Fiona Stanley Hospital trio in line for nursing and midwifery awards

Amanda Bath, Renee de Prazer and Jane O'Shea have been named as finalists in the WA Nursing and Midwifery Excellence Awards. Picture: Jon Hewson
Amanda Bath, Renee de Prazer and Jane O'Shea have been named as finalists in the WA Nursing and Midwifery Excellence Awards. Picture: Jon Hewson

THREE Fiona Stanley Hospital staff members have been recognised for their commitment to helping patients as finalists in the WA Nursing and Midwifery Excellence Awards.

Midwives Amanda Bath and Jane O’Shea are finalists in the Excellence in Midwifery category while nurse and midwifery educator Renee de Prazer is a finalist in the Excellence in Education section.

Ms De Prazer deployed the induction and orientation program for Fiona Stanley Hospital during commissioning, and has continued to lead her team to deliver nursing education programs that meet the training needs of more than 2000 nurses.

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She is responsible for leading a nursing education team to ensure nurses are competent and confident to practice at their full scope and was instrumental in developing the hospital-wide education program Speak up for Safety.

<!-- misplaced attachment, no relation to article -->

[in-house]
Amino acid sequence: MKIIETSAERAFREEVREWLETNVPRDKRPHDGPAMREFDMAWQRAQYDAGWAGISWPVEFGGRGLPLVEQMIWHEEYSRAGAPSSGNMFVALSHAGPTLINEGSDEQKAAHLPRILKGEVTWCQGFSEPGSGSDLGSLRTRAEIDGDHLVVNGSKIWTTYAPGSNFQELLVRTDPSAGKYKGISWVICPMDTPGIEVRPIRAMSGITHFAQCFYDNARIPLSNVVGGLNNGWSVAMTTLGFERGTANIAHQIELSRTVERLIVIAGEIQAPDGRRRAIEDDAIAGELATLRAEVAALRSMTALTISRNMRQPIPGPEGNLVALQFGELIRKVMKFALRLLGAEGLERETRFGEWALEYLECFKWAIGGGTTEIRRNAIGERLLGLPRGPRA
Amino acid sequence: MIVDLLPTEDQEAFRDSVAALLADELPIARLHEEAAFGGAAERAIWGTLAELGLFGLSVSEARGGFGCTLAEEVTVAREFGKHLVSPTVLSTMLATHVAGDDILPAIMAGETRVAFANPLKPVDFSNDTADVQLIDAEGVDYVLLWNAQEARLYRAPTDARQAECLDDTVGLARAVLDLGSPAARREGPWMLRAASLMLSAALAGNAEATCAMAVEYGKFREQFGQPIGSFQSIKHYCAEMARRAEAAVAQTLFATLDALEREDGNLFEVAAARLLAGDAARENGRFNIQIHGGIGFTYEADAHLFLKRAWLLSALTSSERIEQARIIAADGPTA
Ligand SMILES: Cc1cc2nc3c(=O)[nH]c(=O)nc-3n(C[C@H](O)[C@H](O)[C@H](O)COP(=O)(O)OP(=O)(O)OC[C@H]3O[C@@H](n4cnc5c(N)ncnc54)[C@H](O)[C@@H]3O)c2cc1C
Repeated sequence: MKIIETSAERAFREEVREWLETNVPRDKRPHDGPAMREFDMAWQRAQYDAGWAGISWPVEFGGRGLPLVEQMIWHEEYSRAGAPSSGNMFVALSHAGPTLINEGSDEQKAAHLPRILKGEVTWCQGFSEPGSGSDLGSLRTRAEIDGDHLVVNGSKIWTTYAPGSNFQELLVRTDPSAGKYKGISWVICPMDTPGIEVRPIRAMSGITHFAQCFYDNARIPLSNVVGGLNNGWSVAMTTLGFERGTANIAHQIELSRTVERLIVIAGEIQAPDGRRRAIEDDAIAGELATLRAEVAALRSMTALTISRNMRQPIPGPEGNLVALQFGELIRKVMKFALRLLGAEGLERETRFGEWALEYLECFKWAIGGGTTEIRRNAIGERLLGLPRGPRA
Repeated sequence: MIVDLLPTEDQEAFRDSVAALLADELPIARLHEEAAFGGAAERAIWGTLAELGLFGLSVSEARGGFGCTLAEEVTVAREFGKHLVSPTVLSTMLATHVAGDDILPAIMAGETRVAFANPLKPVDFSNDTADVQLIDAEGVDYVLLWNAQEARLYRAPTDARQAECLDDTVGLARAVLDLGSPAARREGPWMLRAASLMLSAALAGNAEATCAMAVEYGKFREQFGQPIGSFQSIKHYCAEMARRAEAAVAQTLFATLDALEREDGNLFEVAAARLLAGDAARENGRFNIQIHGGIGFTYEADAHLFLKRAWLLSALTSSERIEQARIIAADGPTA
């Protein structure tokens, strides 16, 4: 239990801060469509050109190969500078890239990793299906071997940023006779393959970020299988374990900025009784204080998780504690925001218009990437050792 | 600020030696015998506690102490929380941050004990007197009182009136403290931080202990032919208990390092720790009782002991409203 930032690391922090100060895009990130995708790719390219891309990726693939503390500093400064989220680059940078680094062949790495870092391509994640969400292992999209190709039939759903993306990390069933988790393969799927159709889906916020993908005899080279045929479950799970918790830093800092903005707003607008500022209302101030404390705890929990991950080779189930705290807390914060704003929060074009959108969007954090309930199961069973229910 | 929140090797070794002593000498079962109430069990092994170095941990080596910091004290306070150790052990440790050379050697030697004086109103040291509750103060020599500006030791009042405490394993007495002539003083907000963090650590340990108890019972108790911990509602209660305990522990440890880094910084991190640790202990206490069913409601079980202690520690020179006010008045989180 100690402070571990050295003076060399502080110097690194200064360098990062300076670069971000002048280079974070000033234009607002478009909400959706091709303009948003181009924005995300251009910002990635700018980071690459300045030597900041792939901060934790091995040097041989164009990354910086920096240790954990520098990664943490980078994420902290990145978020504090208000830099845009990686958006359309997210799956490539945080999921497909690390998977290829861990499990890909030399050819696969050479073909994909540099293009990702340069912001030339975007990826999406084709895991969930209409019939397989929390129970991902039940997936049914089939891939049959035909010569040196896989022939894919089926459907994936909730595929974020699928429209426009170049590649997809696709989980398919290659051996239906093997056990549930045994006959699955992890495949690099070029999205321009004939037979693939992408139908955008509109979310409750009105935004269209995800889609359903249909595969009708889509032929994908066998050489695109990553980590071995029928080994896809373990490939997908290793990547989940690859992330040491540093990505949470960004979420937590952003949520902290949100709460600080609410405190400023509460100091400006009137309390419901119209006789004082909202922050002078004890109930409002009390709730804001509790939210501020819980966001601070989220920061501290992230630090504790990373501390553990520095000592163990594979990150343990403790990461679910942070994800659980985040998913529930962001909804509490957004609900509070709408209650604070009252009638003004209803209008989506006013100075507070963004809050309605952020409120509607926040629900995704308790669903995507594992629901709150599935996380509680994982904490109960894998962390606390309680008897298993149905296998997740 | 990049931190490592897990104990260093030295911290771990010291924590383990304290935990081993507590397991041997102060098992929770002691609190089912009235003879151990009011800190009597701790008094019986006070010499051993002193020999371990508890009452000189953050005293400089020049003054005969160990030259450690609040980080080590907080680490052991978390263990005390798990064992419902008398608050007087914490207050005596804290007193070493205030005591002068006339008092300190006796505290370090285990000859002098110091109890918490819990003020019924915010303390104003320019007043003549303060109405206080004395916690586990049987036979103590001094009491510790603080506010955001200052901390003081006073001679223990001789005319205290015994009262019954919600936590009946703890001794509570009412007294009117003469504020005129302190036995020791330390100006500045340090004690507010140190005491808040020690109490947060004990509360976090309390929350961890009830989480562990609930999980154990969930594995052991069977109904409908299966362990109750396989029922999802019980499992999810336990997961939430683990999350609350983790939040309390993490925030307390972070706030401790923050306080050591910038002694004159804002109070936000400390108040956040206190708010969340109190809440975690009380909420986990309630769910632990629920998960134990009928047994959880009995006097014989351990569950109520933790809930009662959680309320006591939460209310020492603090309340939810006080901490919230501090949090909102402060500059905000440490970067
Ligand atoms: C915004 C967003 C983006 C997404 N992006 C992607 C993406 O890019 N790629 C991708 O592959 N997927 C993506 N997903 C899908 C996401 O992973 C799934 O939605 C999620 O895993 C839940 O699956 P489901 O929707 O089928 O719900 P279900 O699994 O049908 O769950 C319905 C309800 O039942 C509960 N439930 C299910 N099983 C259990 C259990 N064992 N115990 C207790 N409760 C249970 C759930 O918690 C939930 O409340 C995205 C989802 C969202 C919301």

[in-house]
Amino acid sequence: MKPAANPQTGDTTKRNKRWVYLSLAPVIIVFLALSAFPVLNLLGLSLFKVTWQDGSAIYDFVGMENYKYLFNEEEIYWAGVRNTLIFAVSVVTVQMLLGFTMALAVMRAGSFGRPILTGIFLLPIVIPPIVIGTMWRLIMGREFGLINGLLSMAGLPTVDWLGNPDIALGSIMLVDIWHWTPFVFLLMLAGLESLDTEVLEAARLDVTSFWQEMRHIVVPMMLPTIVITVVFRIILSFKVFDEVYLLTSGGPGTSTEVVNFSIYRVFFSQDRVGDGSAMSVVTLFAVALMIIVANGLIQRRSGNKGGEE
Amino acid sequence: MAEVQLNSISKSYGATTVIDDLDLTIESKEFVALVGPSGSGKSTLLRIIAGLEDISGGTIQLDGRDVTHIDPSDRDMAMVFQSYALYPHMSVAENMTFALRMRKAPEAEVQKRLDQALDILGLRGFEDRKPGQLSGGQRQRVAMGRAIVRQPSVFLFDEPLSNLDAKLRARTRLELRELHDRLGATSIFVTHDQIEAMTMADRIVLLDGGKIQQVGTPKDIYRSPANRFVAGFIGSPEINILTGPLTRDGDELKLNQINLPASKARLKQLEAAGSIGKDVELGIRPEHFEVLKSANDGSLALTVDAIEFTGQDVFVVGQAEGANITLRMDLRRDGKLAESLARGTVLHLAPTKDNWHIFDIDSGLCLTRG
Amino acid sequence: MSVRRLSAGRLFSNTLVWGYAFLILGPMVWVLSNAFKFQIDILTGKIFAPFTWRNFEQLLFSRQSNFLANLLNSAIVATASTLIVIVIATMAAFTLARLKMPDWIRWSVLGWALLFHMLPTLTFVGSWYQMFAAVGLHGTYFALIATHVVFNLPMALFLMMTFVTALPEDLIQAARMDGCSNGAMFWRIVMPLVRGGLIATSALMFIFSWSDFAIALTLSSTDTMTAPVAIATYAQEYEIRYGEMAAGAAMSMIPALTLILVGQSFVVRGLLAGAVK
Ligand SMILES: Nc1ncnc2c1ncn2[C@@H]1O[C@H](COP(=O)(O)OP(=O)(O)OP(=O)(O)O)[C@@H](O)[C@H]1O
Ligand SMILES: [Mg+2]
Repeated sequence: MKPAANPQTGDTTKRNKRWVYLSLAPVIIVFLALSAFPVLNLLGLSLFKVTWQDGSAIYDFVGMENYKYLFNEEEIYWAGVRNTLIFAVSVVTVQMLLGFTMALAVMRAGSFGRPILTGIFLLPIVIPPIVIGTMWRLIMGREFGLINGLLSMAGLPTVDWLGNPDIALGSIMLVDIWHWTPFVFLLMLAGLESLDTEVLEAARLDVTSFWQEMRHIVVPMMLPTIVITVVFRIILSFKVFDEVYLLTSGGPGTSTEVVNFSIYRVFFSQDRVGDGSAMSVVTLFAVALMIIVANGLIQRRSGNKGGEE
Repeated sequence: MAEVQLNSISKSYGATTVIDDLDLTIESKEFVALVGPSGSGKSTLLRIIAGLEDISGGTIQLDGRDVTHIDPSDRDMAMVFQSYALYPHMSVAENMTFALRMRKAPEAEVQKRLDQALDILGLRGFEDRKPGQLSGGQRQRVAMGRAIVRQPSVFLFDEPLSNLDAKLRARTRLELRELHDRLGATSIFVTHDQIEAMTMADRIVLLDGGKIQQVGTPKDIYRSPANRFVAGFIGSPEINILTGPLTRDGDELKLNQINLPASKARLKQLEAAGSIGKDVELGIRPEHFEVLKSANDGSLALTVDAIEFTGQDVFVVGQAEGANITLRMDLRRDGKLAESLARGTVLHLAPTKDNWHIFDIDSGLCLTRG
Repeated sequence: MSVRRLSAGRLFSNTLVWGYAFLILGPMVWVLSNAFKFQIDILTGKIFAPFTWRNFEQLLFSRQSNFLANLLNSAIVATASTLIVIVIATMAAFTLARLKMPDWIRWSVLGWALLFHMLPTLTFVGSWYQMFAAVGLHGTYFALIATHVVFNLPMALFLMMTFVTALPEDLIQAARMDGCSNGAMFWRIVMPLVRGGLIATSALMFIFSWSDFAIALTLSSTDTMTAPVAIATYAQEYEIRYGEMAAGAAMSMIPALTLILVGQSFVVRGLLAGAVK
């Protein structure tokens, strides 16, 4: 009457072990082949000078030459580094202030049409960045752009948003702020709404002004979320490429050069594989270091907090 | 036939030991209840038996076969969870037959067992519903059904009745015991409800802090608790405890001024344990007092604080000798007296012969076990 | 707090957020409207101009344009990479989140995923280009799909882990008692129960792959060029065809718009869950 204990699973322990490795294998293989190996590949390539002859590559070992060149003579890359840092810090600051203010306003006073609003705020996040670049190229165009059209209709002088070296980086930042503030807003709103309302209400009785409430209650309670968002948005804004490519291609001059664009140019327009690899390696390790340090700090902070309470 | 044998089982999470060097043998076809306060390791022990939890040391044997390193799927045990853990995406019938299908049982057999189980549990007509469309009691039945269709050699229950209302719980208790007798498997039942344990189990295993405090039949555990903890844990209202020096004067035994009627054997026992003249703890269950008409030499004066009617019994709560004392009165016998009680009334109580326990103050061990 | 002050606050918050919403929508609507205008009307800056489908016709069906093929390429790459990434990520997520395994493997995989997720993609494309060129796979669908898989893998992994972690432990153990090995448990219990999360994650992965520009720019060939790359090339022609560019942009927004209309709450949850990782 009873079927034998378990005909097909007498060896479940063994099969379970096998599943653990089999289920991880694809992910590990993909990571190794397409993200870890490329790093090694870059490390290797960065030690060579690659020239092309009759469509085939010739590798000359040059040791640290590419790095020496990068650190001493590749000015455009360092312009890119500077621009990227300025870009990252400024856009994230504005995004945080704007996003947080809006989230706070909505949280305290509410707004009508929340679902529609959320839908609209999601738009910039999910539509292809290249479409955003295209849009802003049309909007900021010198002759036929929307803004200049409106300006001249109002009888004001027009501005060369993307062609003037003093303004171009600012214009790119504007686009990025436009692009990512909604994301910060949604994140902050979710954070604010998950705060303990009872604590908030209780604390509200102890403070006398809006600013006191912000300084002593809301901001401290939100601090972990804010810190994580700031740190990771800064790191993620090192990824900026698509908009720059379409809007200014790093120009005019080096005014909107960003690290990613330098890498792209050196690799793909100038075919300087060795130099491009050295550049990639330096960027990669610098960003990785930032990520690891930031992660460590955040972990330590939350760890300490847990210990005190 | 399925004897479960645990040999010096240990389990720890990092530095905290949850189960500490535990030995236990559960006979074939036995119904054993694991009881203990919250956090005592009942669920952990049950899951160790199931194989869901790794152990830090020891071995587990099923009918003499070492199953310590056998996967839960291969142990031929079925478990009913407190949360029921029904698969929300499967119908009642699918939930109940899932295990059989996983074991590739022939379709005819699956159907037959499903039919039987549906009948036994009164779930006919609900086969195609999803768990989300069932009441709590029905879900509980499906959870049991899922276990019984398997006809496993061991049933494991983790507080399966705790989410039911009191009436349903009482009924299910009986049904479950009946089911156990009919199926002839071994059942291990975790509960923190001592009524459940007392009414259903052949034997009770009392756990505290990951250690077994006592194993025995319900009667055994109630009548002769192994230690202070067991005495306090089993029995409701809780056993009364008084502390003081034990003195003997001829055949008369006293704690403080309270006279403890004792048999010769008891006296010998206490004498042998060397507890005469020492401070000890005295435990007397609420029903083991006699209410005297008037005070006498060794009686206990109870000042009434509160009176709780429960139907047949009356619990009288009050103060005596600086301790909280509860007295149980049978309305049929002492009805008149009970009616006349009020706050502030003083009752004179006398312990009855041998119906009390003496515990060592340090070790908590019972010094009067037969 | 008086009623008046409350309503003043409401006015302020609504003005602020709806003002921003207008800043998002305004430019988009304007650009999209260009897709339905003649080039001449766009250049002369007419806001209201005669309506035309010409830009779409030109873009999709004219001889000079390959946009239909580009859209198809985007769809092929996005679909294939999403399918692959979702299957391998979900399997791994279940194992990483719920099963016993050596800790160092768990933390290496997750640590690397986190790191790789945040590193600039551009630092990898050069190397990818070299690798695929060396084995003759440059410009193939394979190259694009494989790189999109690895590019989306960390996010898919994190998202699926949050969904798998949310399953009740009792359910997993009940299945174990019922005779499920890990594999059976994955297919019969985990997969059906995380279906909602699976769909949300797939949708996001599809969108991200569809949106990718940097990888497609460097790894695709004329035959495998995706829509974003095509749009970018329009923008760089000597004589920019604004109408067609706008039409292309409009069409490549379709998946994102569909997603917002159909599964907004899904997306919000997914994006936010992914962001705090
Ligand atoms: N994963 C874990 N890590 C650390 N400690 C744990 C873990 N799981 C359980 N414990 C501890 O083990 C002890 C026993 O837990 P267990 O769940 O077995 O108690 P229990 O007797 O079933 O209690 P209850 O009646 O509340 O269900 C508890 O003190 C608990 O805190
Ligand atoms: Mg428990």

“My job includes working across the group in terms of our nursing and educating services to help the professional development of our nurses and midwives,” she said.

“Day to day I manage our team, taking care of their clinical skills through training.

“What drives me is making sure the voices of the vulnerable are heard, what shapes me as a nurse is my value system.

“When I found out that I was a finalist I was speechless and those who know me know that is rare.

“I’m privileged to be a part of a team that functions so well.”

Ms O’Shea is the antenatal clinic coordinator and has been recognised for helping the service grow.

“Day to day I manage the staff and clinics, we run about six to seven clinics per day with about 500 to 600 women per week coming through,” she said.

“My role is to ensure that women attend the clinic, we have some complex patients and we need to make sure they to get to their appointments.

“It’s a challenging and rewarding role particularly when you can help vulnerable complex and in engage them in care.”

Clinical midwifery specialist Ms Bath has worked in the field for about 25 years and has been recognised for using the latest research to support the team of midwives.

“What drives me is being able to make a difference,” she said.

“I was overwhelmed to be a finalist and proud to be acknowledged, we’ve all worked hard here.”

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